Vigilant1

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For what it is worth, this source says:
Original Equipment Manufacturers find that oscillatory crankshaft movement should be less than 0.2 degrees or the crankshaft is likely to break due to fatigue failure.
I have no idea if it is right, but it is more consistent with what I would have guessed. And it would have been a guess.
 

lear999wa

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Interesting. Is it oversimplified to assume that a direct drive chunky wood prop would be able to overcome some of the potential TV problems?
 

Markproa

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.......... Worth remembering that several F1 bright people (thinking Frank Thielert here) screwed up horribly trying to tame a 4 cylinder 4 cycle diesel.
Successful re-drives are actually quite a rare thing.........
Over the years, while building my Gazaile2, I have read these sort of statements over and over on hba. My Peugeot 4 cylinder diesel has a torsional damper and a 1.66 to 1 tooth belt redrive. There are plenty of these planes flying in France with various size diesel engines with no issues reported, many with hundreds of hours some with over 1000 hours. How does this align with your statement, how worried should I be?
 

wsimpso1

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Over the years, while building my Gazaile2, I have read these sort of statements over and over on hba. My Peugeot 4 cylinder diesel has a torsional damper and a 1.66 to 1 tooth belt redrive. There are plenty of these planes flying in France with various size diesel engines with no issues reported, many with hundreds of hours some with over 1000 hours. How does this align with your statement, how worried should I be?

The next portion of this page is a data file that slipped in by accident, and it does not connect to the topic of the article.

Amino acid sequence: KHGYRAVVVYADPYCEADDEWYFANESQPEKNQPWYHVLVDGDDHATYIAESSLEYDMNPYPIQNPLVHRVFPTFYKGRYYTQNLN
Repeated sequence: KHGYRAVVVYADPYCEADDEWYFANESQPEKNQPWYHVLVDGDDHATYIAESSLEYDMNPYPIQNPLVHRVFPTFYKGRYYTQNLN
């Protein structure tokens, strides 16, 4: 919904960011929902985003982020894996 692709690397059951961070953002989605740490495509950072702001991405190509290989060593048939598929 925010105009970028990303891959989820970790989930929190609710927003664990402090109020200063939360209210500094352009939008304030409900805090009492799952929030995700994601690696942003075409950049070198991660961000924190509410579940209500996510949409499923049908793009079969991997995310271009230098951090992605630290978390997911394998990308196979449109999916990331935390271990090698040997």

Doing exactly the thing that a bunch of other folks have done is pretty likely to produce similar results. The operative word in the last sentence is "exactly". Run different inertia, spring rates, or maybe even different belts, and bad stuff can happen...
 

Markproa

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Doing exactly the thing that a bunch of other folks have done is pretty likely to produce similar results. The operative word in the last sentence is "exactly". Run different inertia, spring rates, or maybe even different belts, and bad stuff can happen...
Thanks Bill, I get that but what I don't get is these French guys are using three or four different diesels with different ratio redrives and none are having the problems I keep reading about here. I'm getting close to flying so would like to understand why theory and practice isn't aligned here.
 

wsimpso1

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The neat thing about those diesels selected is they are all very similar in size, output, vibe character, rotating part (mostly flywheel) mass moment of inertia, and suitability for available giubos for isolators.

One interesting thing about props - we tend to operate them all around the same tip speeds. Turn 'em slower and make 'em bigger, turn 'em faster and they must get smaller.

At similar power, the reflected inertia of the prop side is similar. Prop inertia is heavily influenced by mass and tip radius squared, and reflected inertia is prop inertia times speed ratio squared. Speed ratio goes down while tip radius goes up, not much difference in reflected inertia.

So, similar inertia at each end of similar giubos - similar vibe management. Then the belt drives are most likely oversize for the power, regardless of the engine picked.

Once we have a successful recipe for one, we could well have a pretty good recipe for several. The danger lies when you go from a 4 to a twin or worse to a 90 degree v twin or double the power. Big changes in firing orders or in torque can run pulse trains frequencies and natural frequencies together with bad results.

Billski
 

wsimpso1

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Good to hear, thanks. There are already enough unknowns to be concerned about while test flying. I'll keep an eye on the flexible coupling.
If it turns out you are operating too close to a resonance, and the coupling is rubber or elastomer, it will cycle excessively, overheat, and failure mode will by hardening and cracking. Overheat might be possible from engine heat too. If symptoms of overheat occur slowly enough, forcing cooling air over it may help the life of the next one. If quickly, you have a much bigger problem...

Looking for any signs of deterioration in the giubo should probably be part of every preflight inspection. If the coupling is steel springs then look for bottoming, battering, etc.

Billski